If you’re thinking about a new, well-paying career, look no further than heating, ventilation and air conditioning. HVAC is one of the quickest-growing careers available, according to the U.S. Bureau of Labor Statistics, which predicts careers in this field will expand by 13 percent by 2028.
There’s a couple of reasons why these positions are increasing so fast. One is homeowners tapping into government rebates to purchase more energy-efficient comfort systems. Then there’s the ban on R-22 Freon® refrigerants, which impacts old equipment. In conclusion, there’s the red-hot housing market and a house shortage that’s driven an increase in new construction homes.
One of the number one wanted positions is working as a HVAC technician. Find out about what they do, how to become one and about how much you can expect to receive.
What Is an HVAC Technician?
A HVAC technician is a person who fixes, installs and maintains heating and cooling systems. Most serve both residential and commercial customers. And, most important, you’ll be skilled with:
Some are HVAC-R technicians, which means they also can take care of refrigeration.
Is HVAC a Hard Career?
While HVAC can be physically hard, it can also be very satisfying. As a technician you should be able to:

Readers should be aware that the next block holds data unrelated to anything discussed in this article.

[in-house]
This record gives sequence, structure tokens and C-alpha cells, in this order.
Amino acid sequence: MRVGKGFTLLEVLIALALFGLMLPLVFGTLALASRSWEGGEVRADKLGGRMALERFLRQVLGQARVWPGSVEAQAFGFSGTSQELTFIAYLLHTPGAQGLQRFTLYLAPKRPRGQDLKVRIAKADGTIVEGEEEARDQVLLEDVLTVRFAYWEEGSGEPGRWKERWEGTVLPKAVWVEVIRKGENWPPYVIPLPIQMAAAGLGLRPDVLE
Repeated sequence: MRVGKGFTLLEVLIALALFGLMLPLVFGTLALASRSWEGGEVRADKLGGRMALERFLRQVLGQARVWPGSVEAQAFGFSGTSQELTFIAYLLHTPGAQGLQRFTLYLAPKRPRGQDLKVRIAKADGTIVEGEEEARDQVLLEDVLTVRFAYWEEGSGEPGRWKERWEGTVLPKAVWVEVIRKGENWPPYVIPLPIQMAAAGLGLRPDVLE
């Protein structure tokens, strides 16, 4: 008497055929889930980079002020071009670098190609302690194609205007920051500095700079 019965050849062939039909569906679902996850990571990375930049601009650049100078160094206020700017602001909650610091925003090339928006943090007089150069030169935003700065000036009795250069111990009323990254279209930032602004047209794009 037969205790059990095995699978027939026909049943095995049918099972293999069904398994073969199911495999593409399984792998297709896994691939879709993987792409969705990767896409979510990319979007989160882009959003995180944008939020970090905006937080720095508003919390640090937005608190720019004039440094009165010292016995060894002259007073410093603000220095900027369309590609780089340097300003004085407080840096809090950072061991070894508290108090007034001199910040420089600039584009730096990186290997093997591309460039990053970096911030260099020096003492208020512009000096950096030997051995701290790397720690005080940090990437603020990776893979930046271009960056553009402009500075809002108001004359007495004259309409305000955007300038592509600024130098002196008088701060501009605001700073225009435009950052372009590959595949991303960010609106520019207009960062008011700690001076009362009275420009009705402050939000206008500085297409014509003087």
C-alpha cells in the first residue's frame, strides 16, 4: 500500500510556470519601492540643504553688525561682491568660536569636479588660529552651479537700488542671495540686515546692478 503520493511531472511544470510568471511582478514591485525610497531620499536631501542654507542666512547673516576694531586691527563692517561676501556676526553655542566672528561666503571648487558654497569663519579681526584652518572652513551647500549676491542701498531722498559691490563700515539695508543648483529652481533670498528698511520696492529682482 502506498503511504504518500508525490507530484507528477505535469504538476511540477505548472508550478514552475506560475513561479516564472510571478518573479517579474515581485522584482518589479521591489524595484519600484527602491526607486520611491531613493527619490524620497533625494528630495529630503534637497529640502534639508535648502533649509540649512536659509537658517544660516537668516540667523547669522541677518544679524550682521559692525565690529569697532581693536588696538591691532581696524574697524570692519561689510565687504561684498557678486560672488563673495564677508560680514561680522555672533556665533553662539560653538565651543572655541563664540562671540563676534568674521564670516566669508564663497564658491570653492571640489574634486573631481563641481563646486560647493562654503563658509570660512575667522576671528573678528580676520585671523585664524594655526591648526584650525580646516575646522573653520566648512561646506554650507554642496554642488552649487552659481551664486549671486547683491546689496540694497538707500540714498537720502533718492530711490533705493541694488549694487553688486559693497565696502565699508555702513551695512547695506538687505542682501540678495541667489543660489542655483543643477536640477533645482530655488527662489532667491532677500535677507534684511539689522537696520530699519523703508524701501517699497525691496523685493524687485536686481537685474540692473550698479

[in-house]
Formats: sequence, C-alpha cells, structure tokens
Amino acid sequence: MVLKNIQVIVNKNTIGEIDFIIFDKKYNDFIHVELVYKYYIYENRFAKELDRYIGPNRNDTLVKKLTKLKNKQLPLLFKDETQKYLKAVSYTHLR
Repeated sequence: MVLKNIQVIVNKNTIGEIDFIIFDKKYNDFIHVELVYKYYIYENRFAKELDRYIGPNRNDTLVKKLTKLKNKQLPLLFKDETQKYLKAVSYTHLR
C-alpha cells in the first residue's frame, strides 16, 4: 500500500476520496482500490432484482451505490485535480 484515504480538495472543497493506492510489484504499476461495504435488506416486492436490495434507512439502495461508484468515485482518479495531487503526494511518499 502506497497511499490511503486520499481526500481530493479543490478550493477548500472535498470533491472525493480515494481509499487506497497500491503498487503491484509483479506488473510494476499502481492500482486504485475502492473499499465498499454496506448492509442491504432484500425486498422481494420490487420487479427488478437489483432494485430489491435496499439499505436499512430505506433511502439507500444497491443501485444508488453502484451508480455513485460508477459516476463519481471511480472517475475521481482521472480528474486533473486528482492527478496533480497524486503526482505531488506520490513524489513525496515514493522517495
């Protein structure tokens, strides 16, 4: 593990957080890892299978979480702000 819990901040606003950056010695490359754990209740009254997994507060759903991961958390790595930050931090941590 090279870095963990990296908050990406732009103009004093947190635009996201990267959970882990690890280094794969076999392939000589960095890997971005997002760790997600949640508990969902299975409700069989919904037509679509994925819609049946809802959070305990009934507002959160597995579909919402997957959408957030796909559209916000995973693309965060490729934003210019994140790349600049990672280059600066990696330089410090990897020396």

- Work in extreme settings, such as crowded or dirty spaces.
- Work in hot or cold areas since equipment is usually outdoors.
- Work evenings, weekends and overtime during peak times.
One of the most common misconceptions about HVAC is that it’s a blue-collar position. You need a specific skill set, extensive training and ongoing qualifications.
It’s a good career option if you want to:
- Not be saddled with a lot of student debt.
- Avoid being stuck at a desk or in an office.
- Have job security realizing your position can’t be outsourced.
- Become your own boss and run your own profitable business.
How to Become an HVAC Technician
To become an HVAC technician, you should have a high school diploma or GED, as well as in-depth instruction. Other more specialized (and higher paying) HVAC positions typically require added schooling or endorsements.
You can become certified by taking classes at a community college or trade school. How long it takes to become an HVAC technician relies on the program, which is typically six months to two years. Your employer could also expect NATE certification. Known as North American Technician Excellence, this top certification increases your technical knowledge to help you better serve customers.
Career Explorer says that technicians familiar with tablets, electronics and troubleshooting will be in large demand as equipment updates.
Another benefit of working in HVAC is little to no student debt.
According to Midwest Technical Institute, attending a technical or trade school usually runs around $15,000. A community college often is around $5,000 annually. By comparison, the average student debt for a bachelor’s degree is $25,921.
A Day in the Life of an HVAC Technician